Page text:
Trump is the 'most effective uprooter of liberalism': Newt Gingrich talks GOP, midterms, space

PHOTO: Former House Speaker Newt Gingrich, speaks about his book Understanding Trump during a book discussion at the National Press Club, June 16, 2017 in Washington, D.C. PlayMark Wilson/Getty Images
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Asked about criticism that President Donald Trump has a tendency to mislead, former House Speaker and presidential candidate Newt Gingrich acknowledged that the president “often says things you can catch him on” -- in fact, on a “much larger scale” than did Ronald Reagan.

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“They both have a tendency to say general directions that are powerful with details that are dubious...I’m less sanguine than I was year ago that [Trump] is going to change because he basically emphasizes his strengths and ignores his weaknesses rather than trying to fix [them],” Gingrich told ABC’s Powerhouse Politics podcast hosts Jonathan Karl and Rick Klein Wednesday.

But the former speaker pointed to polling data, Trump’s stable base, and the results of Tuesday’s gubernatorial and congressional primaries in South Carolina and Staten Island – both races in which Trump’s preferred candidate won – to conclude that the president’s “enormous strengths” outweigh his weaknesses.

“His impact in the Republican party is astonishing,” Gingrich said, noting he believes Trump’s behavior is atypical of “professional politicians” and hearkens back to that of Andrew Jackson.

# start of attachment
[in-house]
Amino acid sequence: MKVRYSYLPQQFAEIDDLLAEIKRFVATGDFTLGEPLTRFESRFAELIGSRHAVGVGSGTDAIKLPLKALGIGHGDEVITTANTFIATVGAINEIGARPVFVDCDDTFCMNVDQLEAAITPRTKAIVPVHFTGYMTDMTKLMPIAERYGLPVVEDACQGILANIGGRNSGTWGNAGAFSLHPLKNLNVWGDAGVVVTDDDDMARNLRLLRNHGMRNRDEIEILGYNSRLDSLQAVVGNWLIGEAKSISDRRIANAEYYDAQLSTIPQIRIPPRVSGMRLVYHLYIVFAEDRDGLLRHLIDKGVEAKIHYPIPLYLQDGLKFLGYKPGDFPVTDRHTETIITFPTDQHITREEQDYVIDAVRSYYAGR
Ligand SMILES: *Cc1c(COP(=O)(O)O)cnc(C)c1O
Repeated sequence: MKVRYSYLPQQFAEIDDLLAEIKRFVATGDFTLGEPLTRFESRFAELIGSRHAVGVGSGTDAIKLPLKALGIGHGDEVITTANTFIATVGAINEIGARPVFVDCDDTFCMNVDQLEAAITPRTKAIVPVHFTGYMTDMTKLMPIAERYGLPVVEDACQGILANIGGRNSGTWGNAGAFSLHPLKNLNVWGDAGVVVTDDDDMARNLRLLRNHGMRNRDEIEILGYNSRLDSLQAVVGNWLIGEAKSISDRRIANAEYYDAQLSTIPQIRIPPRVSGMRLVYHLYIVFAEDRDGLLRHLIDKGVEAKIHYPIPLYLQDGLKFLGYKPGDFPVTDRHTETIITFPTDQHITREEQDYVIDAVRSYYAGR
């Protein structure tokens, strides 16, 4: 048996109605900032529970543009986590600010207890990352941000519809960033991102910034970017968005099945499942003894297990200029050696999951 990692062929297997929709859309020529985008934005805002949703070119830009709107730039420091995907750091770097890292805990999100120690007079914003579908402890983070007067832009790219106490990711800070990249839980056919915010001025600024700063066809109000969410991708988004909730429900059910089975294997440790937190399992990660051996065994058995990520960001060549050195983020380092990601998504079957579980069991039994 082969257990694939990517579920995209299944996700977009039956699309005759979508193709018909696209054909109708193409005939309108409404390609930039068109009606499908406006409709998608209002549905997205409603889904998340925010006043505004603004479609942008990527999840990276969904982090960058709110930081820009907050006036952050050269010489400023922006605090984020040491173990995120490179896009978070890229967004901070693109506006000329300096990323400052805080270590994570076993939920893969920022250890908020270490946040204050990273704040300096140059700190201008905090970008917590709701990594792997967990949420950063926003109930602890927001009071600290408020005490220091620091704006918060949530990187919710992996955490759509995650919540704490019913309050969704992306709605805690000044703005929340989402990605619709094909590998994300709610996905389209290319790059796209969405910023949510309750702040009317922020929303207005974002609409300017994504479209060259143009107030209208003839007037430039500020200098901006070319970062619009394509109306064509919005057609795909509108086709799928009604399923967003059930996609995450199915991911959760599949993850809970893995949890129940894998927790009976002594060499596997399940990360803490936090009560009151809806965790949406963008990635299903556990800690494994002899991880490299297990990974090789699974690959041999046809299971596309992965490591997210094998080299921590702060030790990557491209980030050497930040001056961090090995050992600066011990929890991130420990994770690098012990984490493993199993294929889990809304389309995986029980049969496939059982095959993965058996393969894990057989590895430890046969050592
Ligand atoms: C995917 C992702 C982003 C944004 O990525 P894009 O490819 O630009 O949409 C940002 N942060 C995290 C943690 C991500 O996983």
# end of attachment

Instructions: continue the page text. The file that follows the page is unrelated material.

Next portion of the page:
PHOTO: Former Speaker of the House Newt Gingrich introduces Republican Presidential candidate Donald Trump during a rally at the Sharonville Convention Center July 6, 2016, in Cincinnati. John Sommers II/Getty Images
Former Speaker of the House Newt Gingrich introduces Republican Presidential candidate Donald Trump during a rally at the Sharonville Convention Center July 6, 2016, in Cincinnati.

This month, Gingrich came out with “Trump’s America: The Truth About Our Nation’s Great Comeback,” a new book detailing his perspective on how Trump is fulfilling his promise to “make America great again.”

“Trump is not essentially a conservative. Trump is an anti-liberal. They’re not the same phenomenon. But he may be the most effective uprooter of liberalism in my lifetime,” he said.

Referencing New York Times reporter Peter Baker’s June 22 piece analyzing Trump’s time in office thus far, Karl asked Gingrich what he thinks about Trump falling short of his pledge to make deals -- save for December’s tax cut measure -- on immigration, healthcare, gun control, NAFTA, and countries including China, Iran, Syria, and Russia.

“Trump sets very large goals and is relentless in moving towards them and, I think, modulates a lot more than people realize and constantly absorbs information and is changing,” Gingrich said. “The jury’s still out in terms of the kind of deals Peter Baker wants.”

Gingrich pointed to Trump’s May 2017 meeting in Riyadh with Saudi, Emirati, Egyptian, and Jordanian officials to build an “anti-Iran coalition.”